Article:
Militant cleric Abu Bakar Bashir accused the United States of terrorism in Iraq and Afghanistan on Wednesday, hours after being released from prison to cheers of "God is great!" One of his first stops was an Islamic school notorious for producing some of Indonesia's deadliest militants.
Bashir, 68, walked out of Jakarta's Cipinang prison after serving 26 months for conspiracy in the 2002 Bali bombings that killed 202 people and thrust the world's most populous Muslim nation onto the front line of the war on terror.
Australia and the United States, which have accused the firebrand cleric of being a key member of the al QaEda-linked militant group Jemaah Islamiyah, said they were disappointed at his release.
But as always, Bashir was quick to point his finger at them.
"The United States is a state terrorist because it is waging war against Muslims in Iraq and Afghanistan," he said, as he headed in a convoy to the central Javanese city of Solo, a 10-hour journey. "This is the kind of thinking we can expect from infidels."
Jemaah Islamiyah is accused of carrying out church bombings across Indonesia in 2000, the 2002 Bali bombings, attacks in the Indonesian capital in 2003 and 2004, and a triple suicide bombing on Bali last October. The attacks together killed more than 260 people.
Victims of the 2002 bombings said they were disappointed to see Bashir walk free.
"It's hard to imagine how a leader of a gang ... can get only two years for orchestrating to kill 200 people and injuring many more," said Australian Peter Hughes, 46, who suffered burns to 56 percent of his body in the attack. "It doesn't make sense."
Australian Brian Deegan, whose 21-year-old son Josh died in the bombings, called Bashir's 26-month sentence "insulting."
Indonesia, which has arrested and convicted more than 150 militants in recent years, three of whom were sentenced to death, rejected any suggestion that it was a weak link in the fight against terror.
"As he has served his sentence, I hope other countries will not politicize this," said Foreign Minister Hassan Wirajuda, adding he had received no official complaints.
Bashir's freedom has raised concerns that he could energize Indonesia's small, Islamic radical fringe by making impassioned speeches at rallies and mosques, but few believe he will play any direct role in terrorism.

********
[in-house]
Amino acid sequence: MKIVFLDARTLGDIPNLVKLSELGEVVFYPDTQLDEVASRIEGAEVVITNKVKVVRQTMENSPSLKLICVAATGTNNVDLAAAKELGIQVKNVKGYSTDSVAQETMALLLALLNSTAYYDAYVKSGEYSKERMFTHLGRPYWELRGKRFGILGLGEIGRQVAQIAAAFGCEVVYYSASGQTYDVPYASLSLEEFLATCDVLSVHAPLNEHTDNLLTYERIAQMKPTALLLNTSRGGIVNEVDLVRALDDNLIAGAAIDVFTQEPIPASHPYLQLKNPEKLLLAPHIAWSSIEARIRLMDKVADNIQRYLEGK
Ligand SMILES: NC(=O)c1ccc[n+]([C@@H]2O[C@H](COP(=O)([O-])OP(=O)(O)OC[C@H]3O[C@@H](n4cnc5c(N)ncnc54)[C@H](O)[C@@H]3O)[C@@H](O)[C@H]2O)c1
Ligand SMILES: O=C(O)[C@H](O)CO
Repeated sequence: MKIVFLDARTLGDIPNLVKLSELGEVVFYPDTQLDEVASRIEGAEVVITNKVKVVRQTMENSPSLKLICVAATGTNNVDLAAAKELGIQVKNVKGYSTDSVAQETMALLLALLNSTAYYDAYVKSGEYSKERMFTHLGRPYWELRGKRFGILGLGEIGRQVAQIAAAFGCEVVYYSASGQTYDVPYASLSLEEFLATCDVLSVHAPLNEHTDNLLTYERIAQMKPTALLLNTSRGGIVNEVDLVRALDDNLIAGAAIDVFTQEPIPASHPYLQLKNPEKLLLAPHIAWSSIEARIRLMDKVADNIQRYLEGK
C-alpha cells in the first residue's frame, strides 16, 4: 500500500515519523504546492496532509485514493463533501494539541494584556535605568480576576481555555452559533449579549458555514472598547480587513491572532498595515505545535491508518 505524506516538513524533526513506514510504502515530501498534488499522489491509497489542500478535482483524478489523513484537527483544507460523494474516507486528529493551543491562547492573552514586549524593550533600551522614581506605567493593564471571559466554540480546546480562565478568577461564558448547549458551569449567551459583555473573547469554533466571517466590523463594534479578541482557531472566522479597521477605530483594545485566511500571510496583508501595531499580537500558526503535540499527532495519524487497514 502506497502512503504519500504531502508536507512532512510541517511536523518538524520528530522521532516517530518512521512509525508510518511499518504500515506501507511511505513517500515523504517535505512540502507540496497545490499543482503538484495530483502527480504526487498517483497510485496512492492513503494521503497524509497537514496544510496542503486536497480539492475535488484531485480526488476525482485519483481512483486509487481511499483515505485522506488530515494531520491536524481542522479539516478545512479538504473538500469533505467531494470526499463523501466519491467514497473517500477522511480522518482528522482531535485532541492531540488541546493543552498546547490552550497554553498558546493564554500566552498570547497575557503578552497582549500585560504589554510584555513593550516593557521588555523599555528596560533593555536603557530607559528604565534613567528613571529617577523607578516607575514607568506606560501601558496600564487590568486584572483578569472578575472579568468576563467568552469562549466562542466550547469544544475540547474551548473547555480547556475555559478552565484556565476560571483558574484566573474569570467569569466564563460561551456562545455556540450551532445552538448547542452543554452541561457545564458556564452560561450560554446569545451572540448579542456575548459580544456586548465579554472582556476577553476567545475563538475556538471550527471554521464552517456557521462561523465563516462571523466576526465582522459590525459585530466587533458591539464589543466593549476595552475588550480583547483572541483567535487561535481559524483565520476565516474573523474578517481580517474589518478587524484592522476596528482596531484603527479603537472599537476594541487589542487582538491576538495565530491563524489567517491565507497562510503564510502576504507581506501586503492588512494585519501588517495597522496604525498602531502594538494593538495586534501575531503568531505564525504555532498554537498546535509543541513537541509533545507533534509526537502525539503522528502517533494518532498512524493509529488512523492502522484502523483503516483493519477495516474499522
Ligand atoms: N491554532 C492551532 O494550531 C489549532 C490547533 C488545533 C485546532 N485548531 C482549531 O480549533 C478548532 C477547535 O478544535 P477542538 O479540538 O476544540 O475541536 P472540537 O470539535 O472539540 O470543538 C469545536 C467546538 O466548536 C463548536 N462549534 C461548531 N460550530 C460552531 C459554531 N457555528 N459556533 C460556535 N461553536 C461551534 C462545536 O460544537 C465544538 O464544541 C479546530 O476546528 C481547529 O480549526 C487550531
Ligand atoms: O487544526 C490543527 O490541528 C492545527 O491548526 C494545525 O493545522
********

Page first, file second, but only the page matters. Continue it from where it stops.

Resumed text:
Upon arriving in Solo late Wednesday, Bashir stopped briefly at a hospital for a checkup and then went straight to the al-Mukmin boarding school that he founded in 1972, where he was met by hundreds of students who shouted "God is great!"
Several graduates of the school are in prison for involvement in terrorism, at least two others became suicide attackers.
Before the Bali blasts, Bashir was chiefly known for his vocal support of moves to make the secular country an Islamic state and his vitriolic criticism of U.S. policy toward Muslim countries. He has always maintained his innocence.
Police have no plans to investigate him for past crimes but will keep him and his followers under close observation. Indonesia's State Intelligence Agency chief, Syamsir Siregar, said he hoped Bashir would "regain his self-awareness and be willing to cooperate with us."
Sidney Jones, a Jemaah Islamiyah expert from the International Crisis Group, said she thought his release would not lead to more terror attacks, but that "he will reinforce anti-Western feelings.
"But I don't think he'll necessary push people over the line from radical rhetoric to violence."
The U.S. State Department expressed deep disappointment about what it called Bashir's light sentence despite his participation in a "sinister" conspiracy.
Australian Prime Minister John Howard told Parliament he shared the displeasure of many of his compatriots over Bashir's release.
"I want them (Indonesia) to understand from me, on behalf of the government, how extremely disappointed, even distressed, millions of Australians will be at the release of Abu Bakar Bashir," Howard said.
Bashir was found guilty of blessing the 2002 Bali attacks, but cleared of more serious terrorist charges, including heading Jemaah Islamiyah, which Indonesian police say received funds from al-Qaida.
No evidence has ever been presented linking him to the execution, preparation or commission of terrorist attacks, and most analysts say he played no operational role in the group's attacks.
The turnout at the prison when he was released Wednesday was small - some 150 people turned out - despite efforts by his supporters to rally a large crowd, and no mainstream Islamic figures or politicians were present, underscoring his isolated following.
By Robin Mcdowell